Who knew what "covet" meant anyway?

One thing I always liked most about having been brought up in a conservative Jewish home, was that the religious services I was forced to attend were conducted in Hebrew. Therefore, I was able to sit beside my father for hours, daydreaming and braiding the long tassels of his prayer shawl between my fingers while he mumbled incomprehensible moral precepts in a language I didn’t understand.

This enabled me to grow up guilt-free, since other than the Ten Commandments, I never had the faintest idea of what any of it meant. As far as the Big Ten went, I got the points about stealing, killing and lying with relative ease. The Commandments dealing with God never seemed particularly relevant to me, and as for “coveting,” who knew what “covet” meant anyway? I had never gone down to breakfast and heard either parent tell me not to “covet” my sister’s pink party dress. Nor was adultery a big problem with the pony-tailed pygmies in my Girl Scout troop.

So in a strictly moral sense, my religious upbringing, although time consuming, was intellectually non-intrusive.

I did, however, have to spend a lot of time being Jewish. There was Hebrew school after real school, and there were religious services on Friday night, as well as on Saturday morning. And there was Sunday school. Every Sunday. We celebrated religious holidays for two full days and spent the entire time in synagogue (or on the grounds of the temple, if I managed to sneak out of the sanctuary). My parents kept a kosher house, and it wasn’t until I was seventeen years old that I ate my first piece of pork, which was served to me under the pseudonym “fish” at a reform-Jewish kibbutz in Israel. Initially, my parents even kept separate dishes for foods made from dairy and from meat. Time, a sense of humor, and a lot of dropped plates cast that particular tradition to the wind.

Nevertheless, the household in which I grew up was unmistakably Jewish. There were no “Chanukah bushes” in our living room, nor were any pine trees on our front lawn decorated with colored lights in and around the vicinity of December 25th. On Friday nights, we were expected to eat dinner at home (our friends were always welcome), at which my father and brothers said the Friday night prayers and my mother blessed the candles. Goblets of Kiddush wine were always carefully diluted for us children, and the end result was an eighth of a glass of Mogen-David to seven-eighths water. Not exactly an inebriating mix.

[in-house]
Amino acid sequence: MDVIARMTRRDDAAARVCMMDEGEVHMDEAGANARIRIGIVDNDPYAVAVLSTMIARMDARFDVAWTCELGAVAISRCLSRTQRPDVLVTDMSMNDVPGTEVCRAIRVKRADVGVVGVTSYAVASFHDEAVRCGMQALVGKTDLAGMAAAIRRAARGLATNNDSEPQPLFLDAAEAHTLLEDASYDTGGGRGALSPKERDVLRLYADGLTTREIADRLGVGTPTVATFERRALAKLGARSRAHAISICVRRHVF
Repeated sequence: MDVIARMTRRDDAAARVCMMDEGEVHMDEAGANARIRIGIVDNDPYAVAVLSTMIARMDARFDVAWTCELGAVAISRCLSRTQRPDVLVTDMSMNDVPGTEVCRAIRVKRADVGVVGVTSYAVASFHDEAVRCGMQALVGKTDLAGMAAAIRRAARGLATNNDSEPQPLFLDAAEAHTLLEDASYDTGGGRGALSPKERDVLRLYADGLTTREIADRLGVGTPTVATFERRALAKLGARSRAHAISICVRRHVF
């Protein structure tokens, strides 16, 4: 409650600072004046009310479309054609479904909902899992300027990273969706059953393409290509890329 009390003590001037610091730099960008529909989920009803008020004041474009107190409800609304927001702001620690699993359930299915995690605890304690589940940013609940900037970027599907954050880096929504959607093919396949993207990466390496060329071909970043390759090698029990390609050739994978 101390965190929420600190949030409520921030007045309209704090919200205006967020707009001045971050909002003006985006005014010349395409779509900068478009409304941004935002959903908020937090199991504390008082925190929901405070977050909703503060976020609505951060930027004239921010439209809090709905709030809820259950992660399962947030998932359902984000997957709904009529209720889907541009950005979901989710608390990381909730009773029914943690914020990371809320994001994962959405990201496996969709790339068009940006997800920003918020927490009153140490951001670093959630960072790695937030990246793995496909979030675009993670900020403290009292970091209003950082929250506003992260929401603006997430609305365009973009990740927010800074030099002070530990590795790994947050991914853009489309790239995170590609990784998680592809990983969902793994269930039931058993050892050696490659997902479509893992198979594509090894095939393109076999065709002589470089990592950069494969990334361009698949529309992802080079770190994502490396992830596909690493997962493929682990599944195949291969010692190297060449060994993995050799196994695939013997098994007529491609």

When I was growing up, I disdained all religions; I considered the Bible, begats included, unutterably dull, and thought that all rituals, practiced either in ancient or contemporary times were irrational and barbarian. It made me miserable that my father wouldn’t allow me to rake leaves on Saturday, because the Sabbath is “a day of rest.” I hated rest. I hated Hebrew School. Mr. Herschfeld, my Bat Mitzvah teacher, told me apoplectically that I was the worst student he had ever had. I believed him. The stories I learned in Sunday school annoyed me to no end. What kind of a Deity would want a man to sacrifice his own son to prove his love? I never, never forgave God for asking Abraham choose. Nor was I all that wild about God drowning all of those innocent children during the course of Noah’s flood. What if I had been a child at that time? I pondered in Sunday school. Would God have killed me, too? Nor would I have made it out of Sodom and Gomorrah alive, even if I’d been as innocent as a babe.

All throughout Hebrew school and Sunday school, I didn’t like God. But I still believed in him. At least until I was sixteen years old. Theist or atheist, though, nothing affected my acceptance of my father’s Judaism or of his belief in God. Samuel Reuben’s religion was as benevolent as a warm, firm handshake, and it both served and enhanced everything that made him who and what he was.

Shelly Reuben is an Edgar-nominated author, private detective, and fire investigator. For more about her books, visit shellyreuben.com

Copyright © 2009, Shelly Reuben

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